To get the full experience from the Witcher games, you need to have played all the games and actually you need to read the books as well. You only really appreciate everything that was put in there that way. Of course, if your only objective is to "kick some monster ass lul" then story and worldbuilding isn't really important.

I'm one of the people for whom that "convulted storyline" is a big bonus point. Deadfire feels like there should be even bigger things to come in the future and I love that.

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5 hours ago, Aerethiel said:

The  continuation of the Watcher story was quite a plus-value to buy Deadfire for me.  PoE1 ended on a cliffhanger and I wanted to have more time to react to all this new information about the nature of the universe I spent 120H getting into.

 

I understand the appeal from an existing fan perspective, but you are also quite nicely describing the problem this creates with attracting new players to the franchise.

It’s probably a net positive for the vast majority of people in the ‘played and finished PoE1’ group (a few hundred thousand people at most) but it presents a significant barrier to the -much larger- ‘maybe interested in this sort of game but haven’t played and finished PoE1’ group. They have significantly cut the size of their potential market by going this route, even if it has locked in the existing fans as buyers.

Now I’m sure some people did buy Deadfire without playing through PoE1, or even playing it at all, but it’s definitely not something I would recommend to anybody, and I have to imagine it was fairly rare. Conversely, I expect the overwhelming majority of existing PoE fans still would have been very likely to buy Deadfire even if it had been more of a standalone sequel.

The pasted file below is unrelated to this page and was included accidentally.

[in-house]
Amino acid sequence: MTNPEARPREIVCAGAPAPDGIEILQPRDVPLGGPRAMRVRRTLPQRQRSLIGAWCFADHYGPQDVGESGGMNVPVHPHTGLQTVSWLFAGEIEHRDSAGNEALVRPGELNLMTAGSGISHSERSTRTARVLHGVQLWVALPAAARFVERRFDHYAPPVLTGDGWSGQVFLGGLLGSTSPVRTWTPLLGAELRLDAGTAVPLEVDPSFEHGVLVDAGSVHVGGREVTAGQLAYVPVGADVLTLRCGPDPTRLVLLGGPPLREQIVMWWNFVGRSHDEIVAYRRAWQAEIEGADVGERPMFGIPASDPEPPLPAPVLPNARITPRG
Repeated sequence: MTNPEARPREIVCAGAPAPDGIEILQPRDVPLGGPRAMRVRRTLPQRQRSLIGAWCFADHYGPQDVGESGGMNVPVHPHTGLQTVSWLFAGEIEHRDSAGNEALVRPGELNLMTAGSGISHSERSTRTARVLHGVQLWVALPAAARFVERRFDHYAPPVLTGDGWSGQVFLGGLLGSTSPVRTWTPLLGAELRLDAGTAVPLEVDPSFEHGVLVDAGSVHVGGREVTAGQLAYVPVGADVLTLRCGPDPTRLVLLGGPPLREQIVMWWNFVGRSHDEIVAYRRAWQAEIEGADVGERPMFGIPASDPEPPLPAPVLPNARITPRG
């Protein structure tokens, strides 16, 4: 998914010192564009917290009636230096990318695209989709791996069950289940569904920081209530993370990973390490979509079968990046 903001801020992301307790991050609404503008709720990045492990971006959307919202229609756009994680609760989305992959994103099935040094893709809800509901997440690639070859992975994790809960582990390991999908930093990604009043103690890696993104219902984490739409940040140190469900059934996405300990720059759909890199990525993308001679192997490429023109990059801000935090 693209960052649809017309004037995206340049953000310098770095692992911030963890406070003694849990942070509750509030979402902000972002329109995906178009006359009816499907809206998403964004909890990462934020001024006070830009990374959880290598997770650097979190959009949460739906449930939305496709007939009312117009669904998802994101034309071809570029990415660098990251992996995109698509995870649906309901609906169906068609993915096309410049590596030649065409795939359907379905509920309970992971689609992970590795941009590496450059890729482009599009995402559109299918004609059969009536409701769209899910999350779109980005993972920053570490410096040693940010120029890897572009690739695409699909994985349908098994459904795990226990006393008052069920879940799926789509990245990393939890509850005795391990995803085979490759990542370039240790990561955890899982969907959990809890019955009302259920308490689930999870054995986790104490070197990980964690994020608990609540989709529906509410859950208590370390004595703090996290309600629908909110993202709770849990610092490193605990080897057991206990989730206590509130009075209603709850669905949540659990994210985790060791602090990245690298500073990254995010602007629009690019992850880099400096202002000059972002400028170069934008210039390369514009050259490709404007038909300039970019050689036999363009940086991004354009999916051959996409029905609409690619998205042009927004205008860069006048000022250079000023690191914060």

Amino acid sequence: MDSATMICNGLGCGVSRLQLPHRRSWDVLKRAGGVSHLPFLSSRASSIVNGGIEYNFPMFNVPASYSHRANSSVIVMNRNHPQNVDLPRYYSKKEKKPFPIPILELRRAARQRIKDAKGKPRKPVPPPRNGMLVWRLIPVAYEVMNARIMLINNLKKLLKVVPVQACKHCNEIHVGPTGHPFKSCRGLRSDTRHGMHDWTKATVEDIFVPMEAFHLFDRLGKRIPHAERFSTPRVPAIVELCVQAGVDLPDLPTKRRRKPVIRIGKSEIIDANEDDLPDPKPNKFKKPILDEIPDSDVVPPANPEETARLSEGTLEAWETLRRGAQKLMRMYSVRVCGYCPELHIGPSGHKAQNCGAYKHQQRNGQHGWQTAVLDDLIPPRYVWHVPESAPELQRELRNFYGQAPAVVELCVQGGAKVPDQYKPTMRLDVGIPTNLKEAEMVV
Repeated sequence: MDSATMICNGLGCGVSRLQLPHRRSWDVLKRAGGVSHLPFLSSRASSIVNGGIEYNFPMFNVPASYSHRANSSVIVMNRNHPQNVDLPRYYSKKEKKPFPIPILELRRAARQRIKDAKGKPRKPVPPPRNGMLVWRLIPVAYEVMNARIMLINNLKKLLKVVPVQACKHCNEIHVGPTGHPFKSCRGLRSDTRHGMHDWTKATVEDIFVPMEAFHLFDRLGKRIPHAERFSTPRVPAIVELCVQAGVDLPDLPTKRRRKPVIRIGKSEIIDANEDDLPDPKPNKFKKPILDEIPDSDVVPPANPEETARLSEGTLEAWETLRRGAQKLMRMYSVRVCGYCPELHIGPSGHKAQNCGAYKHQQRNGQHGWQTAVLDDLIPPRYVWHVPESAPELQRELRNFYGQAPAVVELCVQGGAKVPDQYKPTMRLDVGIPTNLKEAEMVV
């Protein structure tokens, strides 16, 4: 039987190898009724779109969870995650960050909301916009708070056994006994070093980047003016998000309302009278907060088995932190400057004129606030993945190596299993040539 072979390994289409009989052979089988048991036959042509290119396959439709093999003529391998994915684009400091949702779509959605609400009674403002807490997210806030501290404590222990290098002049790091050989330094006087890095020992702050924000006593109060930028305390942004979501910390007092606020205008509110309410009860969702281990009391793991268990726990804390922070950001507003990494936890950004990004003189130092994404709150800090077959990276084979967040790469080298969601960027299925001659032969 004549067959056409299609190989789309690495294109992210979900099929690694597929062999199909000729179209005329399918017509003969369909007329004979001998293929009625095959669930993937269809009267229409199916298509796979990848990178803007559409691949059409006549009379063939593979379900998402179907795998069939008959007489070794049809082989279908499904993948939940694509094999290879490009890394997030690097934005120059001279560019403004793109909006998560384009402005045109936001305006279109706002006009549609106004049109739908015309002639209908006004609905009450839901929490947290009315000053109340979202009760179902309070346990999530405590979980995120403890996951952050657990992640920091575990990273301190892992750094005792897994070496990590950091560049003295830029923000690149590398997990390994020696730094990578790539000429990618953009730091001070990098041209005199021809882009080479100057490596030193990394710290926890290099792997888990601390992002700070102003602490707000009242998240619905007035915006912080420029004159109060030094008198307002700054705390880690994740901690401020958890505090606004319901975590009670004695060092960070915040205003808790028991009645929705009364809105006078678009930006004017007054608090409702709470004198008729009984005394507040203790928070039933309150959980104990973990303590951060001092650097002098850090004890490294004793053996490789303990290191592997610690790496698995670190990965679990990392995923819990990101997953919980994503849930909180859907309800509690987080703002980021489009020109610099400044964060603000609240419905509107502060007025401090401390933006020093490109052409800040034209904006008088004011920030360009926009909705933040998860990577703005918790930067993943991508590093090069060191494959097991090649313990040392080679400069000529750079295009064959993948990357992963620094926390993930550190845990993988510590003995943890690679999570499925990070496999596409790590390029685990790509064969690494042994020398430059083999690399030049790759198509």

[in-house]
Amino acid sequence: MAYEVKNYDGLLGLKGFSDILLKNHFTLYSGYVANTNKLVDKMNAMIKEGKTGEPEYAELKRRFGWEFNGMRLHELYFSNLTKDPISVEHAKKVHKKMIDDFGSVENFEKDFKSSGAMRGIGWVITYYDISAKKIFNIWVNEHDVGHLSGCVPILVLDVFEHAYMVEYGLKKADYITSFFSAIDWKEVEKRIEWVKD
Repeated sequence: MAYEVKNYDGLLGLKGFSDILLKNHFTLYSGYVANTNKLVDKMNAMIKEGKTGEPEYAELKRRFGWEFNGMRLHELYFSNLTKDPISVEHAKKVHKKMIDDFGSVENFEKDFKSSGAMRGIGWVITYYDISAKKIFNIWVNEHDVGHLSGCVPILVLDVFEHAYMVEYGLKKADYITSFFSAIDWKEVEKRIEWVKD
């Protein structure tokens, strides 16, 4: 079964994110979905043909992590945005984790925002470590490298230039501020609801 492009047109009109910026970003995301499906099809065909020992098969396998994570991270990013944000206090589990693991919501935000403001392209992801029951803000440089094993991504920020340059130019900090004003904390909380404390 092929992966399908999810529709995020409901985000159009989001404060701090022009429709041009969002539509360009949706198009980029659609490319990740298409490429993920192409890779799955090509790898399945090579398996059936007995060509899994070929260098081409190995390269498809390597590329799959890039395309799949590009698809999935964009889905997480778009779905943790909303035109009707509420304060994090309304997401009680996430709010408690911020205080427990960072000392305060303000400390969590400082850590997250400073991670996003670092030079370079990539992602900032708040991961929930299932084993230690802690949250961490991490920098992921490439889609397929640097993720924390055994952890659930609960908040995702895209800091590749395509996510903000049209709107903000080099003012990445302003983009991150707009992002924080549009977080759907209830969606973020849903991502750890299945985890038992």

While going this route may be good for existing fans in the short term, it’s not necessarily better for them in the long term if it contributes to the second game in the franchise flopping so hard in sales that it kills the franchise.

 

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1 hour ago, Sven_ said:

Owlcat so far base their games on already existing, self-contained Pathfinder P&P adventure paths / modules. So they will get around that. https://pathfinderwiki.com/wiki/Wrath_of_the_Righteous Will be interesting to see how the game does. That said, how BG3 does may be more important as to the future of party-based tacticval RPGs. Fingers crossed (also fingers crossed it's going to be a good game). Maybe there will be more decent D&D in the future too. :) 

I also think that Deadfire's narrative hook (some God from a prior game on a mission) was a really tough sell to newcomers. But that still wouldn't explain the significant drop in sales compared to PoE1. As usual, there will likely be a host of reasons. It is human nature to look for the one  explanation that covers it virtually all. And that's not arguing that this wasn't one of those factors, mind!